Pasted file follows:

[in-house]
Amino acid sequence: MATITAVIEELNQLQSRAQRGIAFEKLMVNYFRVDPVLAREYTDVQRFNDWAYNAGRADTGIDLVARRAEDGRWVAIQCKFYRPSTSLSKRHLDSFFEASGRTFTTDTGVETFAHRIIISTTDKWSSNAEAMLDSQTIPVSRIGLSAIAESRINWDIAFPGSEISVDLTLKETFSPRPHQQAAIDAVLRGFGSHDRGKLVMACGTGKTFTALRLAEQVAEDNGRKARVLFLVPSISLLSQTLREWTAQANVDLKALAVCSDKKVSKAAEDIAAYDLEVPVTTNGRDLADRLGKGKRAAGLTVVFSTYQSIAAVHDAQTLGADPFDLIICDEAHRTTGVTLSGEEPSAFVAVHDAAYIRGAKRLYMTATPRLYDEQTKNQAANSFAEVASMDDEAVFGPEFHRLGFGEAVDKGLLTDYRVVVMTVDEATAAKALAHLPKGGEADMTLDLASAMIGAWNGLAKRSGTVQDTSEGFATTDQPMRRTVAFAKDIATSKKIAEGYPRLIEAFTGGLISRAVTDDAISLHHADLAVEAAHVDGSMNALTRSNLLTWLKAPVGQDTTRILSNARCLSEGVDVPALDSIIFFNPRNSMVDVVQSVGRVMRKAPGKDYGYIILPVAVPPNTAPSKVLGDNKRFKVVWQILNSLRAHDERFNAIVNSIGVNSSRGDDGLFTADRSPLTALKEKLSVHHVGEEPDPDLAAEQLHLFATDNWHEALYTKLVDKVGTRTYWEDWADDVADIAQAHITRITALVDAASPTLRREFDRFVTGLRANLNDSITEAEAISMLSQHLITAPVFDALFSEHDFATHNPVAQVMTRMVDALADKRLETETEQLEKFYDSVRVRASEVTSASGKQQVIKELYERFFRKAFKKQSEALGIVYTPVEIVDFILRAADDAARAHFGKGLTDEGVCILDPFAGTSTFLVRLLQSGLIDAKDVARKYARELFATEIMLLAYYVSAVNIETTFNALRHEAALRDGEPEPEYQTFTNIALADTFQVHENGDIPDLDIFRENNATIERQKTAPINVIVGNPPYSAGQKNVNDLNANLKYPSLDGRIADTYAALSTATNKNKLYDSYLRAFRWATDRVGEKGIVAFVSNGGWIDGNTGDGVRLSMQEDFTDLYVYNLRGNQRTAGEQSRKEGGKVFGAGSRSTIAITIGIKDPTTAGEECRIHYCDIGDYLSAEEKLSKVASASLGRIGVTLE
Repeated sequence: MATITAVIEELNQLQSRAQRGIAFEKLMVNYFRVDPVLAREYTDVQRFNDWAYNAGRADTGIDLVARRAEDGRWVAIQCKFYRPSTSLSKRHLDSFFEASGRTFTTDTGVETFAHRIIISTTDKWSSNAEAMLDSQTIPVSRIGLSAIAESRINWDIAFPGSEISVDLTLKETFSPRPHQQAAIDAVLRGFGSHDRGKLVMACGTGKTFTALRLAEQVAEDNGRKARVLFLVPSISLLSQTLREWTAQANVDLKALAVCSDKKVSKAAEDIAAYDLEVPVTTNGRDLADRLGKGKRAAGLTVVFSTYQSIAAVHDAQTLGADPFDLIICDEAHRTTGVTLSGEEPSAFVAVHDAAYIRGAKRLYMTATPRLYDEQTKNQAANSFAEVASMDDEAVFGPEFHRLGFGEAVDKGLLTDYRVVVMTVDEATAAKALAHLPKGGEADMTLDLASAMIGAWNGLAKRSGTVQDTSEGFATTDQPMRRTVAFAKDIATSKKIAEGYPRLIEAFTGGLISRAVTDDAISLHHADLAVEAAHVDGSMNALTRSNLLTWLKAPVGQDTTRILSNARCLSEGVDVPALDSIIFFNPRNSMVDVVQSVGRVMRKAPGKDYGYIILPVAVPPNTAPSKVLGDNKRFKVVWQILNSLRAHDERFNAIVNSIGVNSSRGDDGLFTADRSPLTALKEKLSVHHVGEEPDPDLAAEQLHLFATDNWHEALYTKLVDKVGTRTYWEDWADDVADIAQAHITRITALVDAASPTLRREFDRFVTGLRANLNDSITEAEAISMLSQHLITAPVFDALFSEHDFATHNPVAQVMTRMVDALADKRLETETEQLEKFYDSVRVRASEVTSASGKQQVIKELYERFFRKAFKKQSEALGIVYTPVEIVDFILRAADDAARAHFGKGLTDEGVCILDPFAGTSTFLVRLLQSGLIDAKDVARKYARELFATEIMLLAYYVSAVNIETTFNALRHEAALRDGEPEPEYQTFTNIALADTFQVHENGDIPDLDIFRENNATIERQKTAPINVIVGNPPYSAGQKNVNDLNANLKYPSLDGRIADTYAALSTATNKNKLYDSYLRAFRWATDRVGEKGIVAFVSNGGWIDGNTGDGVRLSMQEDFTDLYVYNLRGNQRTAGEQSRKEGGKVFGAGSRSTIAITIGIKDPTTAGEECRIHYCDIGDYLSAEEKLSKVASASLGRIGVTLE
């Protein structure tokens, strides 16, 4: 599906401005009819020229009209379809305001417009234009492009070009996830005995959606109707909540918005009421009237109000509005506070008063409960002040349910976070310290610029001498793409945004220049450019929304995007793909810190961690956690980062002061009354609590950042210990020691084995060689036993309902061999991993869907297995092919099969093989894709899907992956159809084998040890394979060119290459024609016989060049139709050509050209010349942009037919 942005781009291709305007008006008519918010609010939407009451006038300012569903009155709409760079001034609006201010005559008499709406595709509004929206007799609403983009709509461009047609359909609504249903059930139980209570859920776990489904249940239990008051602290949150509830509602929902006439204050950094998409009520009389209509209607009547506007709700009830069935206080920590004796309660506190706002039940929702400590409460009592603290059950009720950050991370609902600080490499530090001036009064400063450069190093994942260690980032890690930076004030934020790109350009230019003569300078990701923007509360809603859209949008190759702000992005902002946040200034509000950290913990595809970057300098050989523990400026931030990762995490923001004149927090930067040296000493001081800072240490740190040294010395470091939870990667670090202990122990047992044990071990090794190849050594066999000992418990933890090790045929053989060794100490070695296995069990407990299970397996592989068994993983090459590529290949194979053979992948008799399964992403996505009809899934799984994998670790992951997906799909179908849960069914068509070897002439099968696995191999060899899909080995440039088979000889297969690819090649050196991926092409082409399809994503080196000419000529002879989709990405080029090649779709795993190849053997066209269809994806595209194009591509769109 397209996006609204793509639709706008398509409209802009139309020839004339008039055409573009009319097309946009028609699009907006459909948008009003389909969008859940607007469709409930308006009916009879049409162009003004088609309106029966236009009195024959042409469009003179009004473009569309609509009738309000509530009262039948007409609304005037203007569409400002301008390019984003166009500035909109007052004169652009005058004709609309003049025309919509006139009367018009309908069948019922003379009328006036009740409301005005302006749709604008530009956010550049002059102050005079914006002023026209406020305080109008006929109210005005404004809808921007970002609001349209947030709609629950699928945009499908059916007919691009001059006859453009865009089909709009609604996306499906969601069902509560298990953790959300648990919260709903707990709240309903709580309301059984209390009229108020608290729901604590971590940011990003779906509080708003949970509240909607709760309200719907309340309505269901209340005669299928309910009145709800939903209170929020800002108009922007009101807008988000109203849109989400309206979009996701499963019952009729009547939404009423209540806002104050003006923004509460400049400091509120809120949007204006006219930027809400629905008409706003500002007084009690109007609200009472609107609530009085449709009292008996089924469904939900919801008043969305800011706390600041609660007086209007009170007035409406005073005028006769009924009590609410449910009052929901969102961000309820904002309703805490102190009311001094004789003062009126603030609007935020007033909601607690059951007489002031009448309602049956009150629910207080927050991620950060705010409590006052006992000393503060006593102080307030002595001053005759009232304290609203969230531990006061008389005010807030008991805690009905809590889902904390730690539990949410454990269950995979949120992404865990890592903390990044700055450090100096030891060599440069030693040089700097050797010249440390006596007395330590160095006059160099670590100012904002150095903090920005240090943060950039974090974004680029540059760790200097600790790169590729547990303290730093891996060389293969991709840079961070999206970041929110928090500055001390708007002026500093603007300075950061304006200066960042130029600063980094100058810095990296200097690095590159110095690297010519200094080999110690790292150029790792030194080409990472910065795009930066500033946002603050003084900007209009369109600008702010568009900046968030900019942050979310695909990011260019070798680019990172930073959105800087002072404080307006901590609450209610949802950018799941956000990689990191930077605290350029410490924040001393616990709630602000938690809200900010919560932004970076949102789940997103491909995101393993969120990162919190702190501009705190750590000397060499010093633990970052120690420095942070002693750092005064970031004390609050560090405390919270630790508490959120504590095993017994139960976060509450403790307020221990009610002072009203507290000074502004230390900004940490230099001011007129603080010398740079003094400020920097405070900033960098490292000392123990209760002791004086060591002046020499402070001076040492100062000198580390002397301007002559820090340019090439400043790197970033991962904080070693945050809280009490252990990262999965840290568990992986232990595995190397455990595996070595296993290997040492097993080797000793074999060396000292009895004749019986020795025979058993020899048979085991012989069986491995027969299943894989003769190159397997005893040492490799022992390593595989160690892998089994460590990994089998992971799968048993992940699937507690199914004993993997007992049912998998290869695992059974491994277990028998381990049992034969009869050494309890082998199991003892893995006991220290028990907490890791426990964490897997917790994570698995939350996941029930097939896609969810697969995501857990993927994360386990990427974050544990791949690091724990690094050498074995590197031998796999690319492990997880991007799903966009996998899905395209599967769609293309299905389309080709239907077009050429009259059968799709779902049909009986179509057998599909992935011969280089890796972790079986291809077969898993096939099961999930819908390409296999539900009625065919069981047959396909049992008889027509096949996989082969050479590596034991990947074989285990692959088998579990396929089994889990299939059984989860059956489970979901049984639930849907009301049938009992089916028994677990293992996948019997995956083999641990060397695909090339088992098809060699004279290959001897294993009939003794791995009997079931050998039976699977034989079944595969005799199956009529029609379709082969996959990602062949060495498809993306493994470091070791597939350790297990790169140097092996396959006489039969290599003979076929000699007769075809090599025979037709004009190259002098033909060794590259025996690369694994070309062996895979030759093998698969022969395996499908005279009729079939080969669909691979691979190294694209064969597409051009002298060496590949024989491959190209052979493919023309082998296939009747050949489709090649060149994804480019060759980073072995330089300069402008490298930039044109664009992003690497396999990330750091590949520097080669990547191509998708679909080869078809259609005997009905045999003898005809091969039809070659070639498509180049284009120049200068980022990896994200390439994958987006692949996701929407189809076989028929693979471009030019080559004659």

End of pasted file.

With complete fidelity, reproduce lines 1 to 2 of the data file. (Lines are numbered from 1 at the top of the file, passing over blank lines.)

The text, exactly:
[in-house]
Amino acid sequence: MATITAVIEELNQLQSRAQRGIAFEKLMVNYFRVDPVLAREYTDVQRFNDWAYNAGRADTGIDLVARRAEDGRWVAIQCKFYRPSTSLSKRHLDSFFEASGRTFTTDTGVETFAHRIIISTTDKWSSNAEAMLDSQTIPVSRIGLSAIAESRINWDIAFPGSEISVDLTLKETFSPRPHQQAAIDAVLRGFGSHDRGKLVMACGTGKTFTALRLAEQVAEDNGRKARVLFLVPSISLLSQTLREWTAQANVDLKALAVCSDKKVSKAAEDIAAYDLEVPVTTNGRDLADRLGKGKRAAGLTVVFSTYQSIAAVHDAQTLGADPFDLIICDEAHRTTGVTLSGEEPSAFVAVHDAAYIRGAKRLYMTATPRLYDEQTKNQAANSFAEVASMDDEAVFGPEFHRLGFGEAVDKGLLTDYRVVVMTVDEATAAKALAHLPKGGEADMTLDLASAMIGAWNGLAKRSGTVQDTSEGFATTDQPMRRTVAFAKDIATSKKIAEGYPRLIEAFTGGLISRAVTDDAISLHHADLAVEAAHVDGSMNALTRSNLLTWLKAPVGQDTTRILSNARCLSEGVDVPALDSIIFFNPRNSMVDVVQSVGRVMRKAPGKDYGYIILPVAVPPNTAPSKVLGDNKRFKVVWQILNSLRAHDERFNAIVNSIGVNSSRGDDGLFTADRSPLTALKEKLSVHHVGEEPDPDLAAEQLHLFATDNWHEALYTKLVDKVGTRTYWEDWADDVADIAQAHITRITALVDAASPTLRREFDRFVTGLRANLNDSITEAEAISMLSQHLITAPVFDALFSEHDFATHNPVAQVMTRMVDALADKRLETETEQLEKFYDSVRVRASEVTSASGKQQVIKELYERFFRKAFKKQSEALGIVYTPVEIVDFILRAADDAARAHFGKGLTDEGVCILDPFAGTSTFLVRLLQSGLIDAKDVARKYARELFATEIMLLAYYVSAVNIETTFNALRHEAALRDGEPEPEYQTFTNIALADTFQVHENGDIPDLDIFRENNATIERQKTAPINVIVGNPPYSAGQKNVNDLNANLKYPSLDGRIADTYAALSTATNKNKLYDSYLRAFRWATDRVGEKGIVAFVSNGGWIDGNTGDGVRLSMQEDFTDLYVYNLRGNQRTAGEQSRKEGGKVFGAGSRSTIAITIGIKDPTTAGEECRIHYCDIGDYLSAEEKLSKVASASLGRIGVTLE